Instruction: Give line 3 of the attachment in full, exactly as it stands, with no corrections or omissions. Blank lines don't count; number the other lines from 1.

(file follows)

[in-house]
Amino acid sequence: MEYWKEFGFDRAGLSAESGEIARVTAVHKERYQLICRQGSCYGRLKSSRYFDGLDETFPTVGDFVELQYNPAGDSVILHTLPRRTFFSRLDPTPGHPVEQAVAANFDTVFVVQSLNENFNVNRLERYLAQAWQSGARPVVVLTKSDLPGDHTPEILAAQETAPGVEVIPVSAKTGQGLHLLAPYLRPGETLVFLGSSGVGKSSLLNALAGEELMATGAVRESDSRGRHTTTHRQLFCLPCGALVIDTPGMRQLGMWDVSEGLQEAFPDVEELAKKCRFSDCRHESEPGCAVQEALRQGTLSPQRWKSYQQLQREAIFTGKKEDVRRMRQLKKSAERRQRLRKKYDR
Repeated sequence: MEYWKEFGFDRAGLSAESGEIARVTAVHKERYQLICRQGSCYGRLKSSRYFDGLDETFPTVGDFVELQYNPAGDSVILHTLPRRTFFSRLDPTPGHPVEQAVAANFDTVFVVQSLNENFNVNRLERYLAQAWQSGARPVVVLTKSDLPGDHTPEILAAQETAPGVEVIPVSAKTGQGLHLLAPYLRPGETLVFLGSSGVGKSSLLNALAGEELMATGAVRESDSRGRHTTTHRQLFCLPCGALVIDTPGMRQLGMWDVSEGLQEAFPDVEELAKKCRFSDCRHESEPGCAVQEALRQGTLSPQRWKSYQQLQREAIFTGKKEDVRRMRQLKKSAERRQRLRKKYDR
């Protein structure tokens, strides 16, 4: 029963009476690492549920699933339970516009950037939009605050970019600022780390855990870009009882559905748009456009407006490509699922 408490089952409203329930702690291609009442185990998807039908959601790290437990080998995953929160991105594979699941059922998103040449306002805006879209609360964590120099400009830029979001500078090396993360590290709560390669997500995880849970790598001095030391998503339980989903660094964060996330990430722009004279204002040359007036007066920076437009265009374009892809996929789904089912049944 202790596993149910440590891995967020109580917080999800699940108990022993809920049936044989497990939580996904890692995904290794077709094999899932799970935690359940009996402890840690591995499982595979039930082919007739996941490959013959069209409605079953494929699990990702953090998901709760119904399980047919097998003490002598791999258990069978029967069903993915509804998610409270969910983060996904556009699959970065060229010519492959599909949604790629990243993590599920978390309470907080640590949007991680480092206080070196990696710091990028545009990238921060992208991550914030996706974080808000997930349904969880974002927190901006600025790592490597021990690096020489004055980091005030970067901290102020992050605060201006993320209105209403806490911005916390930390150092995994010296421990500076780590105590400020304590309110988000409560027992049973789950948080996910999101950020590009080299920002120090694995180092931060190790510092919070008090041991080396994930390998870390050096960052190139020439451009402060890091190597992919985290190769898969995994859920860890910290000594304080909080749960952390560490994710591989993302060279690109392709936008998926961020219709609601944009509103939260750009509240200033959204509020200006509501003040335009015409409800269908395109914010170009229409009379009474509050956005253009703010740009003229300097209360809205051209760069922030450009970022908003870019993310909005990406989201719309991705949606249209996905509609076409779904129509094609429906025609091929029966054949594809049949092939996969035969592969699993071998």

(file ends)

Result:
Repeated sequence: MEYWKEFGFDRAGLSAESGEIARVTAVHKERYQLICRQGSCYGRLKSSRYFDGLDETFPTVGDFVELQYNPAGDSVILHTLPRRTFFSRLDPTPGHPVEQAVAANFDTVFVVQSLNENFNVNRLERYLAQAWQSGARPVVVLTKSDLPGDHTPEILAAQETAPGVEVIPVSAKTGQGLHLLAPYLRPGETLVFLGSSGVGKSSLLNALAGEELMATGAVRESDSRGRHTTTHRQLFCLPCGALVIDTPGMRQLGMWDVSEGLQEAFPDVEELAKKCRFSDCRHESEPGCAVQEALRQGTLSPQRWKSYQQLQREAIFTGKKEDVRRMRQLKKSAERRQRLRKKYDR